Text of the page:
Lead Toxicity in a Family as a Result of Occupational Exposure
This article describes an entire family manufacturing lead acid batteries who all suffered from lead poisoning. The family of five lived in a house, part of which had been used for various stages of battery production for 14 years. Open space was used for drying batteries. They all drank water from a well located on the premises. Evaluation of biomarkers of lead exposure and/or effect revealed alarming blood lead levels [(3.92±0.94) μmol L-1], 50 % reduction in the activity of δ-aminolevulinic acid dehydratase [(24.67±5.12) U L-1] and an increase in zinc protoporphyrin [(1228±480) μg L-1]. Liver function tests showed an increase in serum alkaline phosphatase [(170.41±41.82) U L-1]. All other liver function test parameters were normal. Renal function tests showed an increase in serum uric acid [(515.81±86.29) μmol L-1] while urea and creatinine were normal. Serum calcium was low [(1.90±0.42) mmol L-1 in women and (2.09±0.12) mmol L-1 in men], while blood pressure was high in the head of the family and his wife and normal in children. Lead concentration in well water was estimated to 180 μg L-1. The family was referred to the National Referral Centre for Lead Poisoning in India, were they were received treatment and were informed about the hazards of lead poisoning. A follow up three months later showed a slight decrease in blood lead levels and a significant increase in haemoglobin. These findings can be attributed to behavioural changes adopted by the family, even though they continued producing lead batteries.
Oxidative Stress in Painters Exposed to Low Lead Levels
Lead toxicity is a public health problem particularly to the children and to occupationally exposed adults. Evidence is mounting successively regarding the adverse health effects of lead at low levels. This study was undertaken to assess the antioxidant status of lead-exposed residential and commercial painters of Lucknow city in Uttar Pradesh, India.
Thirty-five painters aged 20 to 50 years who had blood lead levels ≤400 μg L-1 were selected for the study from a population of 56 male painters initially screened for blood lead. The control group included an equal number of subjects of the same age group without any occupational exposure to lead.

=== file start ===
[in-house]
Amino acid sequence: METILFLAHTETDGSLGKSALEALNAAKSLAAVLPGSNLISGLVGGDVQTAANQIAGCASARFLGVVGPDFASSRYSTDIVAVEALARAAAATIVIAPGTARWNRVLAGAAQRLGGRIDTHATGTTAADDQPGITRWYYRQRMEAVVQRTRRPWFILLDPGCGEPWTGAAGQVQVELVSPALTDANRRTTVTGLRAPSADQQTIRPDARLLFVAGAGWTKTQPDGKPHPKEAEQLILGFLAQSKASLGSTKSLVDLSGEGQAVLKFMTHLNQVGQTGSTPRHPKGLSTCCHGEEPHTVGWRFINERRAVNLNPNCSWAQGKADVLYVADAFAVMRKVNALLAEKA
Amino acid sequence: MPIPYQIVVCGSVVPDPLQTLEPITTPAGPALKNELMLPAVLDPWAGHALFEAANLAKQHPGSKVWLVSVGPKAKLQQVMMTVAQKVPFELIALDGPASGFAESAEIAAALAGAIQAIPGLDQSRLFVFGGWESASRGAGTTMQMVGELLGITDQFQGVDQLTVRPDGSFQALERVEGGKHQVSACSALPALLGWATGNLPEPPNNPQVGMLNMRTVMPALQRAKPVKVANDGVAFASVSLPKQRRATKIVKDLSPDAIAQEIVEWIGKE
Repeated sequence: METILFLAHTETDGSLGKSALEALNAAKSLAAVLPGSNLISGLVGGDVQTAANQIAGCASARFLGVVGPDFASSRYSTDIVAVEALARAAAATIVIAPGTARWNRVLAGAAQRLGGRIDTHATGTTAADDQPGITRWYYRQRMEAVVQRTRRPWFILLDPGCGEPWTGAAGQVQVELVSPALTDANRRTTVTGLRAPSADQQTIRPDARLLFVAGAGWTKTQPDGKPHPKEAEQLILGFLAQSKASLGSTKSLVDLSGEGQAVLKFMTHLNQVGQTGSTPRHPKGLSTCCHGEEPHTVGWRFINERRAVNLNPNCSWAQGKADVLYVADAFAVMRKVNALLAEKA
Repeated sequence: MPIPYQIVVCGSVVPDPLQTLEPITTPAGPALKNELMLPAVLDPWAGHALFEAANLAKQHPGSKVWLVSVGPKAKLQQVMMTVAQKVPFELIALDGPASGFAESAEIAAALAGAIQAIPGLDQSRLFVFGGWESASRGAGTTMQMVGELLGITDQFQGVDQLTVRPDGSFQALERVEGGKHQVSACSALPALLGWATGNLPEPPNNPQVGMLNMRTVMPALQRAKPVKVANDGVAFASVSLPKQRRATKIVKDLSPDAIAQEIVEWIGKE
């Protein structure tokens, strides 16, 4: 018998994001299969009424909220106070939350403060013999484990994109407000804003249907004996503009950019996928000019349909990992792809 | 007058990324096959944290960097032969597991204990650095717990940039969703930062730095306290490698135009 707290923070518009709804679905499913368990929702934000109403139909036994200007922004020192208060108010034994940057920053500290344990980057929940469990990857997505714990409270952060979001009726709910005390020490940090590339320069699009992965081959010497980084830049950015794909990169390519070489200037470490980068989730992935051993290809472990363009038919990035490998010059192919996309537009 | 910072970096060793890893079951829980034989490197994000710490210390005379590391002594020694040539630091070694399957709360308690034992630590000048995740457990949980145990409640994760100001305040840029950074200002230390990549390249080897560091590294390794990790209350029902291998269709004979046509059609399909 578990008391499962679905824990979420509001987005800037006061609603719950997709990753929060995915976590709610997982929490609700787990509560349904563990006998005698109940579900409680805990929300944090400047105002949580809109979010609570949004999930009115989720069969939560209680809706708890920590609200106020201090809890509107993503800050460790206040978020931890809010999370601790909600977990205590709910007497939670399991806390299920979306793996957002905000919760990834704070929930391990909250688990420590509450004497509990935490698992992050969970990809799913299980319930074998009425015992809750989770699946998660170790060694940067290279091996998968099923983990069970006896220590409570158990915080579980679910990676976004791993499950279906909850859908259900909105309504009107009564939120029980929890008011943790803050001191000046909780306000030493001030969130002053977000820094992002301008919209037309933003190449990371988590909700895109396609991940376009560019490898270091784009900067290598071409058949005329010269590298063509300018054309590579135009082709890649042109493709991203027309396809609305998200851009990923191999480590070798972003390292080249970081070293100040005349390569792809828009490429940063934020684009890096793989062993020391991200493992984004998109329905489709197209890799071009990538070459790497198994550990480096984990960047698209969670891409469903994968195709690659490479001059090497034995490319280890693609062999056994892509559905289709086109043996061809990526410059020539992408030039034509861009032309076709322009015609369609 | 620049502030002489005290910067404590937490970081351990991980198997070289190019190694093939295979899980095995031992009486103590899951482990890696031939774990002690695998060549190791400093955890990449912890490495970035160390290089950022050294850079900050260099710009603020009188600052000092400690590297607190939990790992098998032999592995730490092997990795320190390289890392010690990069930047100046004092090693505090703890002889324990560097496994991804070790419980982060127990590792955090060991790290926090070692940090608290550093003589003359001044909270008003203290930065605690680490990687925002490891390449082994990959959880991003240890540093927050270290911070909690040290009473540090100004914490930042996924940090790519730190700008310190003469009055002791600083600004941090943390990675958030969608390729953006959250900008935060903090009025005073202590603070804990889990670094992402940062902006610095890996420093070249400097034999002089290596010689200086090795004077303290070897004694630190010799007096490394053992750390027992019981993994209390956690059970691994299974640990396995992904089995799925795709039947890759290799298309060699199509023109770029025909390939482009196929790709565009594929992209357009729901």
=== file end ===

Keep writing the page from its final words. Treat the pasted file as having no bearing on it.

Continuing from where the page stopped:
We studied the association between low lead level exposure and antioxidant status and found that blood lead levels in painters were approximately seven times as high as in controls [(219.2 ± 61.9) μg L-1 vs. (30.6±10.1) μg L-1, respectively]. Among the biomarkers of lead toxicity a significant decrease in the level of delta-aminolevulinic acid dehydratase [(9.13±4.62) UL-1 vs. (39.38±5.05) UL-1] and an increase in the level of zinc protoporphyrin [(187.9±49.8) μg L-1 vs. (26.4±5.5) μg L-1] were observed in painters compared to controls. Among antioxidant enzymes, painters showed a significant decrease in catalase [(56.77±11.11) UL-1 vs. (230.30±42.55) UL-1] and superoxide dismutase [(0.64±0.19) UL-1 vs. (2.68±0.62) UL-1] compared to controls. Lipid peroxidation was monitored by measuring thiobarbituric acid reactive substances (TBARS) that were expressed in terms of malondialdehyde (MDA) equivalents. Concentration of MDA in plasma was higher in painters than in controls [(7.48±1.31) nmol mL-1 vs. (3.08±0.56) nmol mL-1]. Significant changes were also observed in reduced and oxidised glutathione levels. The strong association between blood lead levels and oxidative stress markers in this population suggests that oxidative stress should be considered in the pathogenesis of lead-related diseases among people with low level environmental exposure to lead.